It also seems to me that a sure money maker would be a film that would capitalize on the great sense of patriotism and American exceptionalism that most of the country’s citizens possess. Such a film would be especially effective (i.e. popular) if it took place in context of the war in terror. Hell, seven years before 9/11, Arnold Schwarzenegger packed the multiplexes full of fans eager to see the Governator kick Jihadi ass in “True Lies.”

So it’s amazing that it took Hollywood four years after 9/11 to get a treatment that even tangentially concerns the war on terror to the big screen in the soon to debut “Syriana.” It should come as little surprise as who the bad guys are. Hint: They’re not the terrorists.

Since I haven’t seen the movie, I’m not in a position to give much of the plot away. However, the fact that the protagonist is a CIA agent/assassin played by a bloated George Clooney having an attack of conscience does seem to suggest that “Syriana” is unlikely to be confused with Frank Capra’s “Why We Fight.”

But wait, there’s more. Take the following excerpt from A.O Scott’s review of the film in today’s New York Times: “Someone is sure to complain that the world doesn't really work the way it does in ‘Syriana’: that oil companies, law firms and Middle Eastern regimes are not really engaged in semiclandestine collusion, to control the global oil supply and thus influence the destinies of millions of people. O.K., maybe. Call me naïve - or paranoid, or liberal, or whatever the favored epithet is this week - but I'm inclined to give (writer/director) Mr.(Stephen) Gaghan the benefit of the doubt.”

And why shouldn’t Gaghan get the benefit of the doubt? After all, he’s a Hollywood director. If he doesn’t know how the world really works, who does?

So there, you have it: Hollywood has finally engaged the world of terrorism and has come out with a product that pleases the sensibilities of people who figure that oil companies and law firms are the biggest threats to global harmony.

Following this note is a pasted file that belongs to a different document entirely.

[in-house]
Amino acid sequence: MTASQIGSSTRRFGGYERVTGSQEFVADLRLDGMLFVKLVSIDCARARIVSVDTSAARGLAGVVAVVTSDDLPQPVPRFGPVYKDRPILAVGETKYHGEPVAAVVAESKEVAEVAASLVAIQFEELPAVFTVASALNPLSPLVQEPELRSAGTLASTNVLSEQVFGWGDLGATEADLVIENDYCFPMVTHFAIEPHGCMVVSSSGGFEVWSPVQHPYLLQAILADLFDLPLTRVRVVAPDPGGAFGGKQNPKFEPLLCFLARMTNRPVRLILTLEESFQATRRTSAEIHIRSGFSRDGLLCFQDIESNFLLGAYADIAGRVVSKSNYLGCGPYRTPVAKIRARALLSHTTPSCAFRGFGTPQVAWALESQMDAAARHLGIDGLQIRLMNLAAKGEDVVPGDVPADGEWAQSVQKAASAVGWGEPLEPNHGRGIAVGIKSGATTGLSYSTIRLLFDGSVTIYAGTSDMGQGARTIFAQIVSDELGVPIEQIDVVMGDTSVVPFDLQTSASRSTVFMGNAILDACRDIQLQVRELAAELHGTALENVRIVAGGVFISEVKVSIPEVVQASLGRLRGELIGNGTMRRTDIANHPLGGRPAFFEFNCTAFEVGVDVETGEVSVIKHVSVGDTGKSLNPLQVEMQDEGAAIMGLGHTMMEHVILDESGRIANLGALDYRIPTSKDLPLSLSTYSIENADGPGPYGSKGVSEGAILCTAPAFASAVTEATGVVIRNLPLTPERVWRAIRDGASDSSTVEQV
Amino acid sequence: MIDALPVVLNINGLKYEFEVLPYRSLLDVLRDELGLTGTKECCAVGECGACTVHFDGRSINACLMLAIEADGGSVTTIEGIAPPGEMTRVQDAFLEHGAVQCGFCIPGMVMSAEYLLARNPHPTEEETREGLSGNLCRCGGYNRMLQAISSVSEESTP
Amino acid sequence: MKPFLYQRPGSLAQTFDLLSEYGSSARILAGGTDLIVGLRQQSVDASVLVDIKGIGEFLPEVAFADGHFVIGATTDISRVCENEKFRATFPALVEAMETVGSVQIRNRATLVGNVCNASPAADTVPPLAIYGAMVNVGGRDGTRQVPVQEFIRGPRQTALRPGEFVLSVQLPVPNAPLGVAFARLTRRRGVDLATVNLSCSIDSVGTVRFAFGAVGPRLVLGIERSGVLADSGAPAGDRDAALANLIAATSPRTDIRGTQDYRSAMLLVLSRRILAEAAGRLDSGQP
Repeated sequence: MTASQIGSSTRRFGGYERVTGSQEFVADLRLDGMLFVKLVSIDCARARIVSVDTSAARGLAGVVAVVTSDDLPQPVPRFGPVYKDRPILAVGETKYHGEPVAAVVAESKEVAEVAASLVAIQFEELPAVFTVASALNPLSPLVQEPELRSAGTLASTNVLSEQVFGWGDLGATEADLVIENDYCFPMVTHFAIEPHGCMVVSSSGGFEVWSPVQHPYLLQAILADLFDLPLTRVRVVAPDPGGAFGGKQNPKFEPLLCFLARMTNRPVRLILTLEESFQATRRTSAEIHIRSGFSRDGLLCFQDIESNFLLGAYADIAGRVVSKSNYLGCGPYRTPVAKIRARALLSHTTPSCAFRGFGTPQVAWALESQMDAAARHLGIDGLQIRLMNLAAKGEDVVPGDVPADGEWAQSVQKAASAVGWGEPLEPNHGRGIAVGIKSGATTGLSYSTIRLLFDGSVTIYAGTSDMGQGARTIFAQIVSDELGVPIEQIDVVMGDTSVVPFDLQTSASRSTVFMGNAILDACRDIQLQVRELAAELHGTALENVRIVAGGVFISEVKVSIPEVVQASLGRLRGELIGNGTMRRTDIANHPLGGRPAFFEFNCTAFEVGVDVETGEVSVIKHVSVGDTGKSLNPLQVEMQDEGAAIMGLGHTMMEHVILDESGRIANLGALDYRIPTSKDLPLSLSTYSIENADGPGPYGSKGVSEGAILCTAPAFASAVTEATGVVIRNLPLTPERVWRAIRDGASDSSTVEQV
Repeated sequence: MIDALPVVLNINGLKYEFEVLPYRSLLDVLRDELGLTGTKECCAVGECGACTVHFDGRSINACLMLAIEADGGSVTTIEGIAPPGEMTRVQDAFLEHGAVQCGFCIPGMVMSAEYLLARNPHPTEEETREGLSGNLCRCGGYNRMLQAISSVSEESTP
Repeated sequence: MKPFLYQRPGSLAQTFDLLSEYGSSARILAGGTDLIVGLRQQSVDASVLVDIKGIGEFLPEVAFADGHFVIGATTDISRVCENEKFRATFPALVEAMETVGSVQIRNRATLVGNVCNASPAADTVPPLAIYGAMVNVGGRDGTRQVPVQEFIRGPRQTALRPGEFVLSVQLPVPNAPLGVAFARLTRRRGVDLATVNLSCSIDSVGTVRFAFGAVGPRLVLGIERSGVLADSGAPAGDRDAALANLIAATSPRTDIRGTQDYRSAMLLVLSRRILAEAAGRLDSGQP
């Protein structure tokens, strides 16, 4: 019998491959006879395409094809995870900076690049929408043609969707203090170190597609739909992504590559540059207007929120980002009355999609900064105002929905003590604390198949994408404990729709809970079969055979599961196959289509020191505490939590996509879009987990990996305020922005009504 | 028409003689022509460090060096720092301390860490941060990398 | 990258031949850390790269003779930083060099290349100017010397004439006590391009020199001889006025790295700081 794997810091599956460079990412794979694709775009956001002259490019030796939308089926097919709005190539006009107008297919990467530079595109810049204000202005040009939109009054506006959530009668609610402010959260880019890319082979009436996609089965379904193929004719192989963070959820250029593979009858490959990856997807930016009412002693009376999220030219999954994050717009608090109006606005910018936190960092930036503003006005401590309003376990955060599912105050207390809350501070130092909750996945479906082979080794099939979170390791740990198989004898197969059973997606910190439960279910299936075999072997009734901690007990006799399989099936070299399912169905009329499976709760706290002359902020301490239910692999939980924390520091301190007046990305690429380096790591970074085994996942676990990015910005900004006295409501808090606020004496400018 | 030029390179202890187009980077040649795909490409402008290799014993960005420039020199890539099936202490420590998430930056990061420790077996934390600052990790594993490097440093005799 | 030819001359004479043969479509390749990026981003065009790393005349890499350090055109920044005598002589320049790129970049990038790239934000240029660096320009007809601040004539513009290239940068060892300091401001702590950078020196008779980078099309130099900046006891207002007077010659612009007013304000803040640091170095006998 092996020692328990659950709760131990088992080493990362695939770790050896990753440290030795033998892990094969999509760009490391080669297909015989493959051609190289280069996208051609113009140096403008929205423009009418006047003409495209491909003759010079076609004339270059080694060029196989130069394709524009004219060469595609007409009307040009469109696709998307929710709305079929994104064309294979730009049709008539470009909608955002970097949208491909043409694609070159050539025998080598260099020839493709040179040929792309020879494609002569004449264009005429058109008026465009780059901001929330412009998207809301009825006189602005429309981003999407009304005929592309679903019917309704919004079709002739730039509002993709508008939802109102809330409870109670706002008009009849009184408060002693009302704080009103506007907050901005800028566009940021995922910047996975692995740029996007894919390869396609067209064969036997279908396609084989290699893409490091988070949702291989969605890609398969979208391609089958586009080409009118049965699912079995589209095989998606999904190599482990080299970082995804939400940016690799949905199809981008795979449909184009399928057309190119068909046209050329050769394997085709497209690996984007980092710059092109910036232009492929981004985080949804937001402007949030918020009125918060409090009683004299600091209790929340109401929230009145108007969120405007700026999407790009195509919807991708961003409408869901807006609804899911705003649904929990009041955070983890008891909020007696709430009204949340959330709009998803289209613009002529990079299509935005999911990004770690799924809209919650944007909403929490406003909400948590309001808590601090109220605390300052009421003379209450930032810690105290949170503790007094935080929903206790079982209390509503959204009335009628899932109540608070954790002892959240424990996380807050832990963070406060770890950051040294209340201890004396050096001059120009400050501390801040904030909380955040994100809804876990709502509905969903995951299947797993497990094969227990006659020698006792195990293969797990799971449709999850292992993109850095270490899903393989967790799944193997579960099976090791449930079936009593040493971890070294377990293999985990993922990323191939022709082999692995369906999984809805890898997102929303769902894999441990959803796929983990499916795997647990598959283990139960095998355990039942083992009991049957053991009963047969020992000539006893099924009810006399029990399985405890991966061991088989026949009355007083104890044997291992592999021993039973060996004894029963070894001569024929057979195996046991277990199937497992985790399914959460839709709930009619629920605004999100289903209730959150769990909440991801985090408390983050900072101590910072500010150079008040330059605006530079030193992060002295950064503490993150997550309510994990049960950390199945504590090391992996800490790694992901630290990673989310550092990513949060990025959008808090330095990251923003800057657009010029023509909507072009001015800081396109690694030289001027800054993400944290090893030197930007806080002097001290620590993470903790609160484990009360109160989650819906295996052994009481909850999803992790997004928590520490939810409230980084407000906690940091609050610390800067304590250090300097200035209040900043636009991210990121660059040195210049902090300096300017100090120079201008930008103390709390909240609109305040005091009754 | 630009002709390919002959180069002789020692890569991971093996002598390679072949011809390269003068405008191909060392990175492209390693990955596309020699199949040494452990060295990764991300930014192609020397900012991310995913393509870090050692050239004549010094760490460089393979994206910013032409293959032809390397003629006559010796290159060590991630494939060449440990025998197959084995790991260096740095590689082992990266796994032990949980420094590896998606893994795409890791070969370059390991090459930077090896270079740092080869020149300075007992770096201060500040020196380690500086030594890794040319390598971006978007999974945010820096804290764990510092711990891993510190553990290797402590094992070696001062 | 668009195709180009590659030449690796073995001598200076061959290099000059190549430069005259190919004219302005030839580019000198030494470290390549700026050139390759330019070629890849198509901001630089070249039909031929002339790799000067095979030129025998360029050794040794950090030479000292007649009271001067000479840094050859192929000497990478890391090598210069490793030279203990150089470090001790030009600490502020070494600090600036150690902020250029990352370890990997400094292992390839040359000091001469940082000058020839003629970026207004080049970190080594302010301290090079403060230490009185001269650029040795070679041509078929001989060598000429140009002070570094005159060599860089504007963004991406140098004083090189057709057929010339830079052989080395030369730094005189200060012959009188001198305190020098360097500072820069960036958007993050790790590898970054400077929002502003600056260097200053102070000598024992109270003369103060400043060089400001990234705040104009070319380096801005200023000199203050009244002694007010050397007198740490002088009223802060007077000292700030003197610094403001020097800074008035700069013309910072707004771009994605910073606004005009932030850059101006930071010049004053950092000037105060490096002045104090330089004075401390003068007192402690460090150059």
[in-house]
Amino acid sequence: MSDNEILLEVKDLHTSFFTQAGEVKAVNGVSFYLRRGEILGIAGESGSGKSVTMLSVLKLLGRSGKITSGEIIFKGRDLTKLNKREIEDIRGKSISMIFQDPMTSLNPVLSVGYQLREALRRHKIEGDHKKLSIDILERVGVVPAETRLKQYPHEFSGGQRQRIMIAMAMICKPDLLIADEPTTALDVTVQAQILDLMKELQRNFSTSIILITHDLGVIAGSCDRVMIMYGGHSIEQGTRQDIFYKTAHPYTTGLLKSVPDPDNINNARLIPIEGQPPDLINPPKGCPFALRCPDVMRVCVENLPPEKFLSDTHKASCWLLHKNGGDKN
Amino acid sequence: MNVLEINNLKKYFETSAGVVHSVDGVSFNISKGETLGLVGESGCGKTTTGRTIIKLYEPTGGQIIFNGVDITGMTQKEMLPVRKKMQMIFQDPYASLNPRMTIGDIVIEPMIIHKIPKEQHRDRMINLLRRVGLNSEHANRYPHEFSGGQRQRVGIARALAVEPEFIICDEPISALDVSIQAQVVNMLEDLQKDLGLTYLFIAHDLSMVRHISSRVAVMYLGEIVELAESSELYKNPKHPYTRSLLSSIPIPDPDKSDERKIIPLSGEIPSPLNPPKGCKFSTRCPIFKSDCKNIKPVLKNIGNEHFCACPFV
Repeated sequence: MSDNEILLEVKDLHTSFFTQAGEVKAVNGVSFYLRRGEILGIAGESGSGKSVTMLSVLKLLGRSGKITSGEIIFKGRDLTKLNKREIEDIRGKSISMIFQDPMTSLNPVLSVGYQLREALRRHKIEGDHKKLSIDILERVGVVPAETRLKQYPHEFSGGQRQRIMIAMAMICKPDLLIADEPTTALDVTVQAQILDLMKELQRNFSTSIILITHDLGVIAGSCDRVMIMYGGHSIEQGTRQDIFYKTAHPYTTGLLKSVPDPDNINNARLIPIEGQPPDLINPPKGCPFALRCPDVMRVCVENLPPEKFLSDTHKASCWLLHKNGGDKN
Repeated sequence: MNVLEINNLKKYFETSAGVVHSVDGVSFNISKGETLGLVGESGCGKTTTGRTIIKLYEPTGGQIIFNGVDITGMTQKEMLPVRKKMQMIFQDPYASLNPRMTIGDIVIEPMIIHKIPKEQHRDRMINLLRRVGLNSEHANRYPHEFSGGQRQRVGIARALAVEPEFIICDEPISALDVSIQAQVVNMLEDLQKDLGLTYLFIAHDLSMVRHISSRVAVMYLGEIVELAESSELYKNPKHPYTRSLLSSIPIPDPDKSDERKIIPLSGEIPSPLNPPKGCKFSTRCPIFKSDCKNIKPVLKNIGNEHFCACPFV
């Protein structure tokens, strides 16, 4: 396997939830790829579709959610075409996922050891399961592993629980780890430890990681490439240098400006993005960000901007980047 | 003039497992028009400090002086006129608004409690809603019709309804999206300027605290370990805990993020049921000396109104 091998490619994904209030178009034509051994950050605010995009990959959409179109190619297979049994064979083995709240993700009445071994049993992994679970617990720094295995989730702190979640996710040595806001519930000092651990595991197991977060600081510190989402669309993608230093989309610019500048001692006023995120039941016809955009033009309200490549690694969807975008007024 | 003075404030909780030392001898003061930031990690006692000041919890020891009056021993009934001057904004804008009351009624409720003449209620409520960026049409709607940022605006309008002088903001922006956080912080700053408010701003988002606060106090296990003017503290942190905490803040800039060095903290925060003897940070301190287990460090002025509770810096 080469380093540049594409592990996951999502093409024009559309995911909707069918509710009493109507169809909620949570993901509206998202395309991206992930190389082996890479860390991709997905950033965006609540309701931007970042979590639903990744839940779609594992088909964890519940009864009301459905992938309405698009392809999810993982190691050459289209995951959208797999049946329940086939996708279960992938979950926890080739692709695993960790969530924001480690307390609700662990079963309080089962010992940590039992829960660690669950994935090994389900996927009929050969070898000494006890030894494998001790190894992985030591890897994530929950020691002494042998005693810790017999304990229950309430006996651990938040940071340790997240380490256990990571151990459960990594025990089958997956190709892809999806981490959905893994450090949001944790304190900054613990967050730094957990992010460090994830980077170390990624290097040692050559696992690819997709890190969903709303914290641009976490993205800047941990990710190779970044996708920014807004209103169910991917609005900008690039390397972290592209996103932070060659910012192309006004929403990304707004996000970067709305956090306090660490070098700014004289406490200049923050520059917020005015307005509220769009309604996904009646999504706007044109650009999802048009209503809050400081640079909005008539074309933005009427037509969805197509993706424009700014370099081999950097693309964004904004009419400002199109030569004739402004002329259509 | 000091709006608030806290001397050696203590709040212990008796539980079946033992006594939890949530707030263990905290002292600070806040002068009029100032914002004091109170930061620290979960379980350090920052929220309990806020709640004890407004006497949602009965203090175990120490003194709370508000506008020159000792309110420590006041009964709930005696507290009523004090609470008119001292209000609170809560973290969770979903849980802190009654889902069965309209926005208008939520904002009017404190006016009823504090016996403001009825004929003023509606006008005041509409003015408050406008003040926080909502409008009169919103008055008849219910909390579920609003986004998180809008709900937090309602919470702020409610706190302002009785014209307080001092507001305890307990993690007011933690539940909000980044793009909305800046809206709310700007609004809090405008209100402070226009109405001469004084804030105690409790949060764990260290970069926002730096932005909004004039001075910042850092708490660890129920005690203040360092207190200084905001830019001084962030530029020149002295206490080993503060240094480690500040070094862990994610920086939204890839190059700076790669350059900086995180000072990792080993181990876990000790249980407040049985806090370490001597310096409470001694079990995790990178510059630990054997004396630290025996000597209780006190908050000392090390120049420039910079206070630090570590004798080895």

To be fair to reviewer Scott, he does remind his readers during his review that “Syriana” is only “a movie.” (This is the kind of breathtaking originality that keeps me reading the Times!)

At moments like this, I say to myself something similar: “It’s only a soon to be extinct newspaper.”

Responses? Thoughts? Please email them to me at

Dean Barnett

Tuesday, November 22, 2005


My little blurb about Abe Foxmans’ latest outrageous outburst triggered some extremely thoughtful letters. What follows borrows heavily from a couple of my readers’ insights.

As you know, Foxman heads a group known as the Anti-Defamation League. Formed a few years before World War I, the ADL’s mission was to stamp out the “defamation” of the Jewish people. Now, if the ADL wanted to take a global perspective on things, it would find plenty of “defamation” of the Jewish people going on out there. One doesn’t have to look particularly hard in the Middle East to find a reference to Jews as the descendants of apes and pigs.

And that’s the nice stuff. The real problem in the Middle East is countries like Iran that have the genocide of the Jewish people as a formal governmental policy and aim.

But the ADL has decided to focus its resources on domestic “defamation.” The focus on America, of course, presents the ADL with an existential challenge. When the organization was formed in 1913, there was loads of anti-Jewish sentiment to combat. But today, there’s not a major company in America that a Jew can’t join or a college he can’t attend. There are still a few golf clubs out there that are still a tough nut for the typical Jew to crack, but given all the craziness out there if that kind of thing is your organization’s top concern, your organization is somewhat lacking in gravitas and relevance.